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Monday, May 17, 2010

ACM's Democratic Primary Voters' Guide (May '10)

This feels like a low-profile election, despite the presence of at least two pretty important primaries. Maybe it's the lack of enthusiasm that many voters feel about the Senate race, plus the feeling of inevitability that has come to be attached to the gubernatorial race; combine that with the crappy weather forecast, and the prospects of low Philadelphia turnout mean that every voter is really critical.

Anyway, this is the sort of election where people often have strong opinions (unlike, say, those packed with judges, where a little guidance really helps). Will offer mine, but not be deluded that you'll be taking them as gospel. Also, can at least clarify what other bits will be on the ballot further down from the hot races:
U.S. Senate

As Karen Heller put it, this is a bit of a hold-your-nose race, what with all the mud in the air. But don't let that obscure the real differences between these two candidates. Yes, Specter has brought home money to PA for decades, but he also voted for all the most odious Bush legislation and his extreme judicial nominees. In contrast, Sestak looks to be a bonafide liberal on most issues (link is to a PDF download), whatever you might think of his military service or his management skills. As the man with less money in the race, Sestak saved most of his advertising and big appearances for the last couple of weeks, and he appears to be pulling a Nutter-like burst into the public awareness; recent polls have put to rest any arguments that he might not do well in a general election -- in fact, anti-incumbent sentiments appear to drive the findings that Sestack would do better against (the loathesome) Toomey in the fall. Altogether, I think that Joe Sestak is the clear choice for the Democratic Party.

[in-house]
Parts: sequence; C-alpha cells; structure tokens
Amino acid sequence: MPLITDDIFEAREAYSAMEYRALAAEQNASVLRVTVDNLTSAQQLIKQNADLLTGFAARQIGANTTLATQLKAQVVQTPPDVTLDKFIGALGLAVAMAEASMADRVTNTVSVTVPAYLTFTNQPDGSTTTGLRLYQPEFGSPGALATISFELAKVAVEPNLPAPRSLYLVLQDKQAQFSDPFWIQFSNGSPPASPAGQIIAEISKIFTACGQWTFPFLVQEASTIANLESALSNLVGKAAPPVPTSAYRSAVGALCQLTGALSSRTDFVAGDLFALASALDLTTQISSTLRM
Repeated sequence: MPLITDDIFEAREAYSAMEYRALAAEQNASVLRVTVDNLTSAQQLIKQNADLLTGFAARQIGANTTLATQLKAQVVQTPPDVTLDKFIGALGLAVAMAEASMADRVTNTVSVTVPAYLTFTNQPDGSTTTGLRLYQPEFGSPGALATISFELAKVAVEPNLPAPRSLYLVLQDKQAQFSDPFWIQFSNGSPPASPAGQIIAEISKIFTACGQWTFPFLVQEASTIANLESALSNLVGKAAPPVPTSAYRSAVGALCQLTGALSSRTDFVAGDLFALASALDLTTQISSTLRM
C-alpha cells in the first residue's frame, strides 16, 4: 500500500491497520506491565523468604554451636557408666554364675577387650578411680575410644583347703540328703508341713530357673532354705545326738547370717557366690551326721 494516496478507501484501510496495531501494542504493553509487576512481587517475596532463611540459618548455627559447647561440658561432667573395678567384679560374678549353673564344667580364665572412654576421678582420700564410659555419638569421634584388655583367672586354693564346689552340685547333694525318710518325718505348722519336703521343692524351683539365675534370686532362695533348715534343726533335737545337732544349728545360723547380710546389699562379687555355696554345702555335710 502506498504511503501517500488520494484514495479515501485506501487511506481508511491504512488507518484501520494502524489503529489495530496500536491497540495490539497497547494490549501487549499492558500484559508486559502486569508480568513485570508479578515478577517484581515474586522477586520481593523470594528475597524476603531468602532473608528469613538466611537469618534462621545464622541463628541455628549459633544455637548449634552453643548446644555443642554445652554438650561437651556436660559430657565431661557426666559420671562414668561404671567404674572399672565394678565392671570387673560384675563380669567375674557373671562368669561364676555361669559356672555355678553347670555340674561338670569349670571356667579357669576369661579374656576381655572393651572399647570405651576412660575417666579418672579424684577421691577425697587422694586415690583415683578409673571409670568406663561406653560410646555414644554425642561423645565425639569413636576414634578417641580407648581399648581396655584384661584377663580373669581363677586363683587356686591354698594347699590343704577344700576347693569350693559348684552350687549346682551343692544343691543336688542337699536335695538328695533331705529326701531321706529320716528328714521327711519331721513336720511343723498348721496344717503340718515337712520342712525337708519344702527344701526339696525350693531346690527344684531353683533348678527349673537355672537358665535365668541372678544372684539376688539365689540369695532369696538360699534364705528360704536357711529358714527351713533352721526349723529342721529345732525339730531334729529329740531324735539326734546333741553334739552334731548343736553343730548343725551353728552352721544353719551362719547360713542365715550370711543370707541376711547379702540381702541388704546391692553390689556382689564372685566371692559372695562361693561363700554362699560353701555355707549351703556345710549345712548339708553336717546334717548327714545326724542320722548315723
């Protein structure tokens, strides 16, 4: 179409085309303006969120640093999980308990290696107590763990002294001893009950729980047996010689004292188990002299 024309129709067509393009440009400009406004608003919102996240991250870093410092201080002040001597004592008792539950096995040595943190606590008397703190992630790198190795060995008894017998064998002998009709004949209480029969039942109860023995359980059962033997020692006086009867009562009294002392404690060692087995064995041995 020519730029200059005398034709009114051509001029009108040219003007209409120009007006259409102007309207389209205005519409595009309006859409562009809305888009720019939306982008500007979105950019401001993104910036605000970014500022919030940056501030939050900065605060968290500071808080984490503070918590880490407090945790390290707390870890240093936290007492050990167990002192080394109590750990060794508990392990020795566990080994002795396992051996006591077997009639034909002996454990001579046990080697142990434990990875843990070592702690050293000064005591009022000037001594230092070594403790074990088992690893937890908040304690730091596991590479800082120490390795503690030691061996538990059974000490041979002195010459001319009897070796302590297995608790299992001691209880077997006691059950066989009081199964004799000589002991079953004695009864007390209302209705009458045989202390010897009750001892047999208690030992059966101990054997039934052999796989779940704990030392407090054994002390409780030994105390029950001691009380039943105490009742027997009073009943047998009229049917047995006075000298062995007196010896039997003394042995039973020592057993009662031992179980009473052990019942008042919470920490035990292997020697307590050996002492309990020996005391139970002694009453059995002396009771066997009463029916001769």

PA Governor

Dan Onorato is clearly the annointed son of the establishment in this race, and it may be that he's unbeatable. However, Joe Hoeffel is clearly the choice for any progressive, as he's the only candidate in the race who takes the liberal position on the majority of issues -- he's also smart, hard-working, and seems incorruptible. Unfortunately, the arrival of Anthony Williams in this race probably means that the Philadelphia vote will be split along a variety of axes, leaving the choice to our more conservative breathren to the west, but this is where turnout becomes important.

PA Lieutenant Governor
I don't really know much about the candidates, I'm sad to say. The Committee of 70 has a list and short blurbs here. Local boy Saidel is in there, and he was a decent Controller in Philly, but the usual Establishment caveats apply.

U.S. Congress

Most of Philadelphia is within the districts of either Bob Brady or Chaka Fattah, both running unopposed. (Things are a bit more interesting in the suburbs, especially in the 6th, where there was brief hope that Gerlach's seat was wide open.) Not much to say here.

PA General Assembly

State Representatives are up this year -- you can find out whether your local race is competitive by checking this list at the Committee of 70. None of my nearby races have grabbed me this time around.

Democratic State Committee

I'm embarrassed to admit how little I understand about this theoretically important group, who vote on statewide endorsements. I can't even pin down how many you can vote for. It's a mix of well-known and obscure names. um, yeah.

Ward Executive Committee of the Democratic Party

This office, generally referred to as Committeepeople, is the street-level branch of the party -- it should be the people who write to you before elections, maybe knock on doors before important votes, and hopefully convey your feelings to the party higher-ups. If you've appreciated the advice of yours, be sure to reward them with a vote; if the race is competitive, this might be a chance to replace some dead wood with somebody with new energy, or to actually talk in person to your conduit to the party. Either way, it's worth meeting your committeepeople, at the polls at least, as most of them want to be useful to their neighborhoods.